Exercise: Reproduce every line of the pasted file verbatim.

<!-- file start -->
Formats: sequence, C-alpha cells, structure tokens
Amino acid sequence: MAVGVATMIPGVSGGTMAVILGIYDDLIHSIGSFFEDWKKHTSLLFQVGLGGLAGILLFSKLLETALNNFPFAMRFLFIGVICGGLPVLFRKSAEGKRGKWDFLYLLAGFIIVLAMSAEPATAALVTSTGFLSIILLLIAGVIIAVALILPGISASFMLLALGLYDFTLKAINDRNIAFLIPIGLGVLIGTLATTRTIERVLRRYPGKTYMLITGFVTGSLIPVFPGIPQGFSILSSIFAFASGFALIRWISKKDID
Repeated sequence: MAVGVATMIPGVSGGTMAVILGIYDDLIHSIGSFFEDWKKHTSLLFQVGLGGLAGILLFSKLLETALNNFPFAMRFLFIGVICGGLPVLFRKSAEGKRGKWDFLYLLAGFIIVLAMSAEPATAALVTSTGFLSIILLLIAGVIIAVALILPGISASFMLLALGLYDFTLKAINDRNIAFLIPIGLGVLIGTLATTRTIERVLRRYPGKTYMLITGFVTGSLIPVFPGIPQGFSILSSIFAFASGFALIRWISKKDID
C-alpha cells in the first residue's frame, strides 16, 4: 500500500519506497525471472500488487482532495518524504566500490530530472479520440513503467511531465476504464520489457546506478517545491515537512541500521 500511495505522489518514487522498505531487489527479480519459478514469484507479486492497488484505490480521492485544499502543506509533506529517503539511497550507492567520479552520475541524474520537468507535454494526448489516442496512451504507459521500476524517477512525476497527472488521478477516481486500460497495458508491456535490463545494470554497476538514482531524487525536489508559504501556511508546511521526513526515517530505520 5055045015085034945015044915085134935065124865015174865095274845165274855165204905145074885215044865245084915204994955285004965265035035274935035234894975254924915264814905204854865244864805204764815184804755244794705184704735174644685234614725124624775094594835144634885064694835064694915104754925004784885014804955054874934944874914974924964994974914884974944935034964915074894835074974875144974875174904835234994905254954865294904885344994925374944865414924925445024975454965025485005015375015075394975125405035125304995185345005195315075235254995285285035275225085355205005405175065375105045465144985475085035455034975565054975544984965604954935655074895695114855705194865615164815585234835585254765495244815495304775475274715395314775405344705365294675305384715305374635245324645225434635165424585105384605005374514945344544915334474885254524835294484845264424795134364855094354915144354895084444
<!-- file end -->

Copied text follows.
Formats: sequence, C-alpha cells, structure tokens
Amino acid sequence: MAVGVATMIPGVSGGTMAVILGIYDDLIHSIGSFFEDWKKHTSLLFQVGLGGLAGILLFSKLLETALNNFPFAMRFLFIGVICGGLPVLFRKSAEGKRGKWDFLYLLAGFIIVLAMSAEPATAALVTSTGFLSIILLLIAGVIIAVALILPGISASFMLLALGLYDFTLKAINDRNIAFLIPIGLGVLIGTLATTRTIERVLRRYPGKTYMLITGFVTGSLIPVFPGIPQGFSILSSIFAFASGFALIRWISKKDID
Repeated sequence: MAVGVATMIPGVSGGTMAVILGIYDDLIHSIGSFFEDWKKHTSLLFQVGLGGLAGILLFSKLLETALNNFPFAMRFLFIGVICGGLPVLFRKSAEGKRGKWDFLYLLAGFIIVLAMSAEPATAALVTSTGFLSIILLLIAGVIIAVALILPGISASFMLLALGLYDFTLKAINDRNIAFLIPIGLGVLIGTLATTRTIERVLRRYPGKTYMLITGFVTGSLIPVFPGIPQGFSILSSIFAFASGFALIRWISKKDID
C-alpha cells in the first residue's frame, strides 16, 4: 500500500519506497525471472500488487482532495518524504566500490530530472479520440513503467511531465476504464520489457546506478517545491515537512541500521 500511495505522489518514487522498505531487489527479480519459478514469484507479486492497488484505490480521492485544499502543506509533506529517503539511497550507492567520479552520475541524474520537468507535454494526448489516442496512451504507459521500476524517477512525476497527472488521478477516481486500460497495458508491456535490463545494470554497476538514482531524487525536489508559504501556511508546511521526513526515517530505520 5055045015085034945015044915085134935065124865015174865095274845165274855165204905145074885215044865245084915204994955285004965265035035274935035234894975254924915264814905204854865244864805204764815184804755244794705184704735174644685234614725124624775094594835144634885064694835064694915104754925004784885014804955054874934944874914974924964994974914884974944935034964915074894835074974875144974875174904835234994905254954865294904885344994925374944865414924925445024975454965025485005015375015075394975125405035125304995185345005195315075235254995285285035275225085355205005405175065375105045465144985475085035455034975565054975544984965604954935655074895695114855705194865615164815585234835585254765495244815495304775475274715395314775405344705365294675305384715305374635245324645225434635165424585105384605005374514945344544915334474885254524835294484845264424795134364855094354915144354895084444